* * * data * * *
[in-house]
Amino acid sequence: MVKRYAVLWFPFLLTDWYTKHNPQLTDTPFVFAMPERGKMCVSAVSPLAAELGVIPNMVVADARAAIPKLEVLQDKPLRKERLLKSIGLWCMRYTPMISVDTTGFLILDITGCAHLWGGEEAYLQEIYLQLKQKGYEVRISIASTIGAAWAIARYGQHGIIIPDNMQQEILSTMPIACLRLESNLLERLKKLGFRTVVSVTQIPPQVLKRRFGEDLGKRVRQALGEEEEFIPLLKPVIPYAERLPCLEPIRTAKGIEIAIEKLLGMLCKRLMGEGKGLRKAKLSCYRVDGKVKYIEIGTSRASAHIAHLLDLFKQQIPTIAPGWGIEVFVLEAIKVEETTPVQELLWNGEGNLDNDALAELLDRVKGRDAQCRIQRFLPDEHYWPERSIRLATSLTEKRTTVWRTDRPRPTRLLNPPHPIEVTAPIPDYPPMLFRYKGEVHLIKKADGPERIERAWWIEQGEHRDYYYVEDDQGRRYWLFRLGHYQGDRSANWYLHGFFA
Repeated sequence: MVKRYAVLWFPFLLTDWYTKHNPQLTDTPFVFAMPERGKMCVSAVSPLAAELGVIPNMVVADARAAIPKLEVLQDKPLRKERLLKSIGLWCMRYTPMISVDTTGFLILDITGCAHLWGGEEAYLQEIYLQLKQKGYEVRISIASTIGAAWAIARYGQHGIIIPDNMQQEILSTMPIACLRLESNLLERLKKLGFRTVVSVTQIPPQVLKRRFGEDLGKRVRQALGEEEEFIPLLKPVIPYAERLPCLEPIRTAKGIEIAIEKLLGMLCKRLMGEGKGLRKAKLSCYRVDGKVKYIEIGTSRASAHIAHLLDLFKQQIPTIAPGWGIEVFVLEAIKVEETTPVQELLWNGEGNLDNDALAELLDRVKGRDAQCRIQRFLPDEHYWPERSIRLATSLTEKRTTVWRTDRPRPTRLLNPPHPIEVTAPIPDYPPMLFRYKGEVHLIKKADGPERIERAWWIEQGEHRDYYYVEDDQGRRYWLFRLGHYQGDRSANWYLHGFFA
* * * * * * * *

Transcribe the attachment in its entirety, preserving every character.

[in-house]
Amino acid sequence: MVKRYAVLWFPFLLTDWYTKHNPQLTDTPFVFAMPERGKMCVSAVSPLAAELGVIPNMVVADARAAIPKLEVLQDKPLRKERLLKSIGLWCMRYTPMISVDTTGFLILDITGCAHLWGGEEAYLQEIYLQLKQKGYEVRISIASTIGAAWAIARYGQHGIIIPDNMQQEILSTMPIACLRLESNLLERLKKLGFRTVVSVTQIPPQVLKRRFGEDLGKRVRQALGEEEEFIPLLKPVIPYAERLPCLEPIRTAKGIEIAIEKLLGMLCKRLMGEGKGLRKAKLSCYRVDGKVKYIEIGTSRASAHIAHLLDLFKQQIPTIAPGWGIEVFVLEAIKVEETTPVQELLWNGEGNLDNDALAELLDRVKGRDAQCRIQRFLPDEHYWPERSIRLATSLTEKRTTVWRTDRPRPTRLLNPPHPIEVTAPIPDYPPMLFRYKGEVHLIKKADGPERIERAWWIEQGEHRDYYYVEDDQGRRYWLFRLGHYQGDRSANWYLHGFFA
Repeated sequence: MVKRYAVLWFPFLLTDWYTKHNPQLTDTPFVFAMPERGKMCVSAVSPLAAELGVIPNMVVADARAAIPKLEVLQDKPLRKERLLKSIGLWCMRYTPMISVDTTGFLILDITGCAHLWGGEEAYLQEIYLQLKQKGYEVRISIASTIGAAWAIARYGQHGIIIPDNMQQEILSTMPIACLRLESNLLERLKKLGFRTVVSVTQIPPQVLKRRFGEDLGKRVRQALGEEEEFIPLLKPVIPYAERLPCLEPIRTAKGIEIAIEKLLGMLCKRLMGEGKGLRKAKLSCYRVDGKVKYIEIGTSRASAHIAHLLDLFKQQIPTIAPGWGIEVFVLEAIKVEETTPVQELLWNGEGNLDNDALAELLDRVKGRDAQCRIQRFLPDEHYWPERSIRLATSLTEKRTTVWRTDRPRPTRLLNPPHPIEVTAPIPDYPPMLFRYKGEVHLIKKADGPERIERAWWIEQGEHRDYYYVEDDQGRRYWLFRLGHYQGDRSANWYLHGFFA